Features

Carnage in Mahshahr + Flu + Baha'i Persecution (again...)

December 2, 2019
Maziar Bahari
2 min read
In Mahshahr, security forces shot not only at crowds of protesters, but also at people coming out onto their balconies to see what was happening, and at bystanders
In Mahshahr, security forces shot not only at crowds of protesters, but also at people coming out onto their balconies to see what was happening, and at bystanders
Pouya Bakhtiari, an inspired young man who felt change was in the air when he went out to protest, was one of many who were killed
Pouya Bakhtiari, an inspired young man who felt change was in the air when he went out to protest, was one of many who were killed
Payam Akhavan will serve as counsel on both the ICC and the ICJ cases regarding Myanmar's treatment of the country's Rohingya Muslims
Payam Akhavan will serve as counsel on both the ICC and the ICJ cases regarding Myanmar's treatment of the country's Rohingya Muslims

There was one reason the Islamic Republic shut down the internet in Iran last week: Killing its own citizens and getting away with it. And it seems that they were somehow successful. While they were murdering people across the country (we have verified 122 deaths so far), the world was busy with Brexit, the impeachment hearing and of course Prince Andrew’s presumed “unbecoming” actions. 

We’ve been receiving hundreds of videos since the shutdown was somewhat lifted last week. We’ve started to understand the horrifying degree of what has happened. The worst carnage may have happened in the southwestern city of Mahshahr, where security forces shot not only at crowds of protesters, but also at people coming out onto their balconies to see what was happening, or at bystanders who weren't even taking part in the protests. Revolutionary Guards used DShK heavy machine guns and positioned themselves on a hill and shot at people trying to hide in the marshland below. IranWire spoke to several eyewitnesses who said the protesters had been largely peaceful, but Guards and Basiji volunteers indiscriminately and brutally targeted them.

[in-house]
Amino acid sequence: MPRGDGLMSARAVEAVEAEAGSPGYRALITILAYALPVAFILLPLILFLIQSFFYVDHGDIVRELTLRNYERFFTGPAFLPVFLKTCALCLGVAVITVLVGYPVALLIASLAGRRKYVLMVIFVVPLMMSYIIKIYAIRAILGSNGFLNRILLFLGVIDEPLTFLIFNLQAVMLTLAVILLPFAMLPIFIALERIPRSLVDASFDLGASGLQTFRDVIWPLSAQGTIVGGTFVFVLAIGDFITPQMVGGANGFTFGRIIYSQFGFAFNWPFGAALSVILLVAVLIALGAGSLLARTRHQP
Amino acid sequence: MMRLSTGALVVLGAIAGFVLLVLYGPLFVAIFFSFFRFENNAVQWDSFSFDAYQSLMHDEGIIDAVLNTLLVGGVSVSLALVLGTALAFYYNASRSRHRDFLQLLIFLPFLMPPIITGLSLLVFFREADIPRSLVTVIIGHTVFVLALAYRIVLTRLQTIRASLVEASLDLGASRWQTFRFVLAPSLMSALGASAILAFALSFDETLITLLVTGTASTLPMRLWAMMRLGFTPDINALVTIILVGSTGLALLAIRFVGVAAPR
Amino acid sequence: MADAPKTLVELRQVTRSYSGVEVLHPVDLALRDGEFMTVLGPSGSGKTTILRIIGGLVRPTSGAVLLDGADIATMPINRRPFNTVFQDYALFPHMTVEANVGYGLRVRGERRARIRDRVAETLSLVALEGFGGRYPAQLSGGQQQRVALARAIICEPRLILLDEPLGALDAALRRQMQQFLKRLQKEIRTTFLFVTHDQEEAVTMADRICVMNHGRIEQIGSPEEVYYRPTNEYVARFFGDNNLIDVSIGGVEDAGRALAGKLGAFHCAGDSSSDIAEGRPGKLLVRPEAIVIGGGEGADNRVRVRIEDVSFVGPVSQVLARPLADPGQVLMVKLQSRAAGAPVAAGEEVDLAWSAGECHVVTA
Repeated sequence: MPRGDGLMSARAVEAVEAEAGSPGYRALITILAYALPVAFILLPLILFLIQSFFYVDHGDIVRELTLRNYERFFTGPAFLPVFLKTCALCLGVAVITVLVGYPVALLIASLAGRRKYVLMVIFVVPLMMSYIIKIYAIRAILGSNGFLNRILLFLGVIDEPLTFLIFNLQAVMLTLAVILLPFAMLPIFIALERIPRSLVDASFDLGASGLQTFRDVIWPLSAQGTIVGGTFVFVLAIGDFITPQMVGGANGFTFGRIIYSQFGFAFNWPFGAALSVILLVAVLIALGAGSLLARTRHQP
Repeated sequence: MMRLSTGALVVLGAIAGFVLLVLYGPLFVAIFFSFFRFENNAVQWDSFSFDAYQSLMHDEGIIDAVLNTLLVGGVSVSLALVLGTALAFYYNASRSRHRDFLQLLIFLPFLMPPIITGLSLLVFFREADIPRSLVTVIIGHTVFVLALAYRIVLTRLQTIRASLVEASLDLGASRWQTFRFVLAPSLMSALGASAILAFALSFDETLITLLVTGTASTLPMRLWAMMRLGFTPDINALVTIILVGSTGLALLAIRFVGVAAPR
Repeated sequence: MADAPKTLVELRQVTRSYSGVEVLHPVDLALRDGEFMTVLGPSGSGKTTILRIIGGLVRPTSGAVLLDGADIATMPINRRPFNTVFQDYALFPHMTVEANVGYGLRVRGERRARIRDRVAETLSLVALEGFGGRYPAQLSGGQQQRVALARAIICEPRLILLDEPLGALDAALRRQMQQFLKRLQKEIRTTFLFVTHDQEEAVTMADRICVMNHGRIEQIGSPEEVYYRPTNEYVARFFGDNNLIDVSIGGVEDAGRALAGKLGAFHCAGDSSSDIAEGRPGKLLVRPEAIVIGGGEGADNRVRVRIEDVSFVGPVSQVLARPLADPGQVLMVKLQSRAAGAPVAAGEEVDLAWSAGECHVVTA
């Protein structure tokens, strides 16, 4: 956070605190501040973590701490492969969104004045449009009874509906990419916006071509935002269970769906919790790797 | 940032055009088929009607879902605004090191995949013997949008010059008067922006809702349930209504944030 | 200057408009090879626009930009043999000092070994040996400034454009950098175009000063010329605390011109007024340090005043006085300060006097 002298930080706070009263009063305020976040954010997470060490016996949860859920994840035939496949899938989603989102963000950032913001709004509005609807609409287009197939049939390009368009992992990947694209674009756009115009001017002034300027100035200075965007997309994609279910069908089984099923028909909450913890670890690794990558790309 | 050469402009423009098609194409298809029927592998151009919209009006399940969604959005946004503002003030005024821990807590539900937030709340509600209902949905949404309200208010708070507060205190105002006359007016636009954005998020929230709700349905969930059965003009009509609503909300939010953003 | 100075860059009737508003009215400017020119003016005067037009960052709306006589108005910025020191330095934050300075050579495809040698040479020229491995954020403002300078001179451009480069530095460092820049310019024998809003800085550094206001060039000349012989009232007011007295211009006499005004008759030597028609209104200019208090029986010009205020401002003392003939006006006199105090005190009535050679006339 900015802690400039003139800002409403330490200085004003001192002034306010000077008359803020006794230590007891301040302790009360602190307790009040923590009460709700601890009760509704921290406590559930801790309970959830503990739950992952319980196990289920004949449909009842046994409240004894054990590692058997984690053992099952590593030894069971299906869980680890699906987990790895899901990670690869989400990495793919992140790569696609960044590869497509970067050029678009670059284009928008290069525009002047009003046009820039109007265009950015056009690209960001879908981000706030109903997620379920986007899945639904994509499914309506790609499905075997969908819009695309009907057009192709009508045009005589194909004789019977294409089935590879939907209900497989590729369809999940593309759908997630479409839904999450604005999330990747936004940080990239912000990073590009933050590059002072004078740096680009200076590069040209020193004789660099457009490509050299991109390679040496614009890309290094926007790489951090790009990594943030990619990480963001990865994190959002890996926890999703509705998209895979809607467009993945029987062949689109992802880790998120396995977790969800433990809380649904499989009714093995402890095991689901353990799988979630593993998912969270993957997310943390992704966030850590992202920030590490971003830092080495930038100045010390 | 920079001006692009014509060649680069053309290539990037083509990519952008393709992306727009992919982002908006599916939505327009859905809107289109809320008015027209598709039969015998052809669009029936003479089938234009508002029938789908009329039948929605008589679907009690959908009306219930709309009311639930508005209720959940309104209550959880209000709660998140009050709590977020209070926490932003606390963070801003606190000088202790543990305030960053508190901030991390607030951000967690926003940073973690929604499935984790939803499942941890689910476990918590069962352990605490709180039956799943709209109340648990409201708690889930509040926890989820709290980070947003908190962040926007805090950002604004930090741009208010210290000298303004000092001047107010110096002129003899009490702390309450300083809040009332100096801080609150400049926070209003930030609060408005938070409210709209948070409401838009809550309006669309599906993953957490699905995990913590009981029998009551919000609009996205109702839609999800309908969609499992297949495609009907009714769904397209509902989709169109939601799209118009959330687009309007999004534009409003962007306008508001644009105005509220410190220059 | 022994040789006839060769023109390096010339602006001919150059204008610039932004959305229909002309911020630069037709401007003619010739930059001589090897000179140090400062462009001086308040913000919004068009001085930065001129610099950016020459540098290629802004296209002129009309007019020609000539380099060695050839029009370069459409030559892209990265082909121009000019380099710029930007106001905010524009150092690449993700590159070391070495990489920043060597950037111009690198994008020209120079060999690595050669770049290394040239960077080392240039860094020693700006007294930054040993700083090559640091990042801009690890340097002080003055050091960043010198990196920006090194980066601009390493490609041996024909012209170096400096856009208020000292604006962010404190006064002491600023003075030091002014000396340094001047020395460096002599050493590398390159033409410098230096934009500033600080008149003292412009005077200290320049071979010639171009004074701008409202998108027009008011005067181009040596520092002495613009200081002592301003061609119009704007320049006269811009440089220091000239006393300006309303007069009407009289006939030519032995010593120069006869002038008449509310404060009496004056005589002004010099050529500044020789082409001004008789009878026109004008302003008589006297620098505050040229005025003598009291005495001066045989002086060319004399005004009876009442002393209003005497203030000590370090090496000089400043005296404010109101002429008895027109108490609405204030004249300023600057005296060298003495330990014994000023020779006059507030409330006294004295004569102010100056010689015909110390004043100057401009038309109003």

We have an exclusive interview with the mother of Pouya Bakhtiari, an inspired young man who felt change was in the air when he went out to protest. His mother has pledged to carry on with his ideals, commitment and spirit, and her own sense of fight gives a glimpse of just what Iran could look like if it was run by different people and a different ideology.

At the same time, Islamic Republic authorities have taken the opportunity to crack down on people it has historically targeted: Yes, the Baha’is, Iran’s largest religious minority. The regime’s propaganda machine has singled out out the Baha’is for provoking unrest around the country, and many Baha’is have been arrested in the last few days. 

But could there be some glimmer of hope? Yes, there are many Payam Akhavans in this world. In an interview, Payam tells us about how his religion, the Baha’i Faith, has inspired his work and how people, appealing to the International Criminal Court and the International Court of Justice, try to hold the government of Myanmar to account for the genocide of the country’s Rohingya Muslims. There was also the case of Hamid Nouri, one of those responsible for the murder of thousands of political prisoners in Iran in the 1980s, and who was arrested in Sweden. These developments suggest that justice, even after years, can be done.
 

 

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